BY: RHODA WEISS
Ms. Weiss is a Santa Monica, CA-based healthcare consultant.
What are the secrets behind one of the nation's most successful healthcare development programs? "Like marketing, fund-raising involves learning what people want and need, finding a way to fulfill that need, and then communicating it," says Eugene Tiwanak, who heads up St. Francis Healthcare Foundation of Hawaii, part of St. Francis Healthcare System. The extensive system operates two hospitals on Oahu, satellite facilities on every major Hawaiian island, and the world's largest hospital-based kidney dialysis program.
The foundation, staffed only by Tiwanak, one other professional and three support staff members, has celebrated the success of several multimillion dollar campaigns—a remarkable achievement anywhere, but particularly in economically depressed Hawaii.
Building on Success
St. Francis established a development office in 1973, when Tiwanak came to the system to help raise funds for a patient tower. After a three-year hiatus from 1984 to 1987, when he worked in politics, Tiwanak returned to St. Francis to start up the foundation and assist with the development of a second hospital, St. Francis Medical Center-West, which opened in 1990. The foundation's purpose is to raise funds, acquire assets, and provide community education that will enhance the activities of the healthcare system, its subsidiaries, and its affiliates.
In early 1989 the foundation kicked off a 10-to-15 year, $20 million fund-raising campaign. St. Francis reached its $20 million goal in only six years.
To take advantage of its momentum, the foundation revised its strategic plan and launched an even more ambitious follow-up campaign. "The Vision Continues: 2010," announced in 1995, has a campaign goal of $30 million by the year 2010. The foundation has already raised $10 million through its efforts.
Six Key Areas
Tiwanak believes that success in securing donations is related to six key areas.
An Ambitious Strategic Plan "Plan for big numbers, because big goals generate big gifts but keep expenses down," advises Tiwanak. (St. Francis's total expenses as a ratio of funds raised is generally less than 10 percent, far below the national average of 19.3 percent among multihospital health systems, according to the 1996 report of the Association for Health Care Philanthropy.) The strategic plan must also include action strategies that set benchmarks and budget requirements.
A Strong, Supportive Management Team All the St. Francis sisters, administrators, physicians, and board members support the foundation's efforts and go along on visits to donors. The Sisters of St. Francis are known throughout Hawaii as risk takers. They have introduced home and hospice care, a women's alcohol and drug treatment program, a donor-organ transplant program (the only one in Hawaii), a bone marrow donor registry, and other programs that meet community needs. "Their commitment to the poor and underserved permeates the organization and prompts us to share this passion for mission with everyone we come into contact with," explains Tiwanak.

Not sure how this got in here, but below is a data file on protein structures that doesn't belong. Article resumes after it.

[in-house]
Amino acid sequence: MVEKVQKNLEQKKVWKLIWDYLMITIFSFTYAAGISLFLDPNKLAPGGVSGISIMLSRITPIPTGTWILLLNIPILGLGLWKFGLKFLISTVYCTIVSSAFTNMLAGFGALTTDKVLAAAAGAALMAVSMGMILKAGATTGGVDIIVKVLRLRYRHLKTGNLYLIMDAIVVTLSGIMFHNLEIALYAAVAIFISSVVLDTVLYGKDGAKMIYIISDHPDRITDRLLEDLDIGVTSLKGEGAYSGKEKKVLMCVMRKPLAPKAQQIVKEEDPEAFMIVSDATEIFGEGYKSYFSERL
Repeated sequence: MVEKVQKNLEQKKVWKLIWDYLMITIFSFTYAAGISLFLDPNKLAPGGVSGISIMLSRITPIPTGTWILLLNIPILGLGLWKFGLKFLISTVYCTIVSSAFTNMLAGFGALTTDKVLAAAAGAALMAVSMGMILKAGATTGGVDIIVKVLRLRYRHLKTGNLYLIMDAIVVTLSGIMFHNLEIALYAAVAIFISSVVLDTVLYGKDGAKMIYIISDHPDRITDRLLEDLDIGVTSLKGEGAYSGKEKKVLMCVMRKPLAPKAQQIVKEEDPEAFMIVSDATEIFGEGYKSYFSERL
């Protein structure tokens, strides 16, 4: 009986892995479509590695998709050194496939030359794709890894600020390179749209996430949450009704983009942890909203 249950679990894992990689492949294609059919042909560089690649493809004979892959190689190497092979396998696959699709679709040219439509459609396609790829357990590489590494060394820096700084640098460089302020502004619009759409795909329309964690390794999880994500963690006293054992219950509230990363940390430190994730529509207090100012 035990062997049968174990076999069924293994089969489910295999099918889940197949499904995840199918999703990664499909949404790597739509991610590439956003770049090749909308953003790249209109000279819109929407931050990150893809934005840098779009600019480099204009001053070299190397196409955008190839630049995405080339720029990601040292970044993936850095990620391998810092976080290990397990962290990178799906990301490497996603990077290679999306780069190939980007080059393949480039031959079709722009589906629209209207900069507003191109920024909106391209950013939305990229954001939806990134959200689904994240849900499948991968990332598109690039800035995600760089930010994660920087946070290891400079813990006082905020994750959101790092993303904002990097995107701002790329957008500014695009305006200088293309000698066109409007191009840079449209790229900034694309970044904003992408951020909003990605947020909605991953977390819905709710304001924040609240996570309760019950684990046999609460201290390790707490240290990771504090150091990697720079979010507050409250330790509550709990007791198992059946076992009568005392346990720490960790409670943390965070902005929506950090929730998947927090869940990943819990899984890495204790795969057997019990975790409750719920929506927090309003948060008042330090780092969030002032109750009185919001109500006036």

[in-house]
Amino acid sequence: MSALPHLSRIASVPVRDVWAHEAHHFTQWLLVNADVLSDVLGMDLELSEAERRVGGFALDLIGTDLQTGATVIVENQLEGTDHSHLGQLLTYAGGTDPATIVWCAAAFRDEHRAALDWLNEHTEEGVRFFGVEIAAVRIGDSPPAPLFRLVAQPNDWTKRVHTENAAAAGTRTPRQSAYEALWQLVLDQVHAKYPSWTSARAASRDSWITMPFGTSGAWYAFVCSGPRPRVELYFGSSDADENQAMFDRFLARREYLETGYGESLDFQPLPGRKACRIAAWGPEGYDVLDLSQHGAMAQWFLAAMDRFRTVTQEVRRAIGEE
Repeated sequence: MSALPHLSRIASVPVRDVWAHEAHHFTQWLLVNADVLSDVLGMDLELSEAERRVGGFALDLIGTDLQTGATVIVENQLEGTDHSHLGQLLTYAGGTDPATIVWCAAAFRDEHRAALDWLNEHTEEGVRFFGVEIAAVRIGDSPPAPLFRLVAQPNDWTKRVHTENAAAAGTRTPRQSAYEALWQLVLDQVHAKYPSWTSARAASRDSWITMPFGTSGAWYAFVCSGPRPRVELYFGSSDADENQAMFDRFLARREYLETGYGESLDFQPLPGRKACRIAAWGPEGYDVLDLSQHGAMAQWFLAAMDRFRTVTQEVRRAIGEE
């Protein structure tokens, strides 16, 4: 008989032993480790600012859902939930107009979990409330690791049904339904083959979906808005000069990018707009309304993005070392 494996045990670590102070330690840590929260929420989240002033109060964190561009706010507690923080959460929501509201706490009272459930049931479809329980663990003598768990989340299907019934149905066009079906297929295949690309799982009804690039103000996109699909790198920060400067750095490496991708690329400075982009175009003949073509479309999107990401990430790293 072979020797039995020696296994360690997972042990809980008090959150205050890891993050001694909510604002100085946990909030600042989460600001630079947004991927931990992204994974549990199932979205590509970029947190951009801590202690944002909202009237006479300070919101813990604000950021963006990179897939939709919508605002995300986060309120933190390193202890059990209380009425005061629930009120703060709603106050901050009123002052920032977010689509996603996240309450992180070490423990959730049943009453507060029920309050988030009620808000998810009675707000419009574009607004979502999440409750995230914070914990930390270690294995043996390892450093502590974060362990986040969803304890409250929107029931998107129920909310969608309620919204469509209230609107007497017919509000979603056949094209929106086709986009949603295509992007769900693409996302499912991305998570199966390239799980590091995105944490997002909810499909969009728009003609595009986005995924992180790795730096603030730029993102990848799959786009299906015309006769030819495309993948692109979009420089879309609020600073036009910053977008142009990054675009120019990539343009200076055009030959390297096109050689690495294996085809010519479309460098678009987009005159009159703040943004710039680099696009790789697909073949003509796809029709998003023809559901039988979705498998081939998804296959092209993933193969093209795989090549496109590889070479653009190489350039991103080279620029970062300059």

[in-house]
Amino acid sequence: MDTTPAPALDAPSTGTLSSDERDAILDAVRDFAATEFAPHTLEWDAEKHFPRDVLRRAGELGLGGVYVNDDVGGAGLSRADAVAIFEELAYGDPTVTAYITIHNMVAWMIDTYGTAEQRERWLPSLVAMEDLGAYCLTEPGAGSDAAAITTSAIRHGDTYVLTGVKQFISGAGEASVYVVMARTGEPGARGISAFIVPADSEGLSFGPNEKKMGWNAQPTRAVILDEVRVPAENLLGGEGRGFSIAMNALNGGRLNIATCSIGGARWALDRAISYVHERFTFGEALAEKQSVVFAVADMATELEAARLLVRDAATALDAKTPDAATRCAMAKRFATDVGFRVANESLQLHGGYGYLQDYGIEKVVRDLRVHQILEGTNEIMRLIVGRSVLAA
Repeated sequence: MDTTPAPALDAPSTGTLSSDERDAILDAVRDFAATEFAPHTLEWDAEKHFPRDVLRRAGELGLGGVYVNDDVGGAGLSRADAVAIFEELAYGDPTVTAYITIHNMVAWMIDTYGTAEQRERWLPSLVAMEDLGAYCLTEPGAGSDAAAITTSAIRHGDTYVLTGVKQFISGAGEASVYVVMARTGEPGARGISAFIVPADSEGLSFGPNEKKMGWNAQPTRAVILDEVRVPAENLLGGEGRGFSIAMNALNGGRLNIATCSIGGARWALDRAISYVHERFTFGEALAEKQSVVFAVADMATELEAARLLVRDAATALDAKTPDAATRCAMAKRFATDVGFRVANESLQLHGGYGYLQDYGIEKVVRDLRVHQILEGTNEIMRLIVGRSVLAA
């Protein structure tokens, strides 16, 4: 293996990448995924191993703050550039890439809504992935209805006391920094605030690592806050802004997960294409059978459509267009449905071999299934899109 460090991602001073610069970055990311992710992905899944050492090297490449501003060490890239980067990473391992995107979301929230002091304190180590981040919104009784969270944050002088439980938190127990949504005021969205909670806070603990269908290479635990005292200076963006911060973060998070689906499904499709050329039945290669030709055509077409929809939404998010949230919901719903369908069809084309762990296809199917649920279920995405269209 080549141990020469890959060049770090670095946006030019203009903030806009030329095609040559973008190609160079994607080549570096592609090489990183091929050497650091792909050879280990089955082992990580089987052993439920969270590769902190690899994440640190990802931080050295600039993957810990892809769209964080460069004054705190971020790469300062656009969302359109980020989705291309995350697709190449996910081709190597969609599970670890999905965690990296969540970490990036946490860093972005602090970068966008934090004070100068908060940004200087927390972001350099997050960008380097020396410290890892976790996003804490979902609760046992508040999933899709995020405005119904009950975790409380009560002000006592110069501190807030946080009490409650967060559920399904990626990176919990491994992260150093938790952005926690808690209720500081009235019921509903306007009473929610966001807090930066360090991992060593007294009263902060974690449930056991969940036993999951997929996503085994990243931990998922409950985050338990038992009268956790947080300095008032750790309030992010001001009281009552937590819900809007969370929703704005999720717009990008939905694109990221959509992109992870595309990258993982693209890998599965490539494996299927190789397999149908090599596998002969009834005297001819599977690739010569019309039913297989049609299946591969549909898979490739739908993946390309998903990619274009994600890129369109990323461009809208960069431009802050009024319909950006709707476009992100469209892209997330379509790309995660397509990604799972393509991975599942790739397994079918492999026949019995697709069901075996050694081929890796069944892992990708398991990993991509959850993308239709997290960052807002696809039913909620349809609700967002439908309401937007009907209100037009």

Expertise in a Few Targeted Gift Plans The foundation concentrates on cash and pledges; real estate; securities; life insurance; and wills and bequests. This enables it to meet its short-term cash requirements and also establishes income for both the intermediate and long-range futures. Focusing on a few plans helps keep expenses down and lets the foundation concentrate on those efforts it knows will fulfill its goals, while still offering choices to donors.
Involvement from the Beginning in All New Projects Tiwanak places great importance on knowing everything that is happening at St. Francis, including costs and timelines of projects, renovations, and services. "Knowing the particulars helps me showcase St. Francis to donors, generate excitement for the future, and position us as the leader in healthcare, medicine, and technology," says Tiwanak.
Multiple Campaigns Conducted Simultaneously St. Francis's $30 million campaign is actually several campaigns: a $5 million special campaign for a second hospice, a $10 million major gifts campaign, and a $15 million planned giving campaign.
Four or Five Donors Capable of Giving $1 Million or More Tiwanak feels that every community has several individuals and organizations that can donate such a large amount of money—not necessarily in cash, but through an insurance policy or charitable trust. Tiwanak calls them "hip-pocket prospects," because "you're researching them, working with them, running into them—they're always a part of you. You're continually thinking which program or gift opportunity would most interest them." He cites an example of a board member whose father, also a board member, died of heart disease. After examining a number of giving options, the son decided on a $1.5 million donation, and a new cardiac patient floor was named after his father. This gift has piqued the interest of other potential donors.
"Everyone has a need to give," says Tiwanak. "It's up to you to find that need. And nothing can bring you more success than challenging the status quo and making things happen."
For more information, contact Eugene Tiwanak at 808-566-4873.
Copyright © 1997 by the Catholic Health Association of the United States
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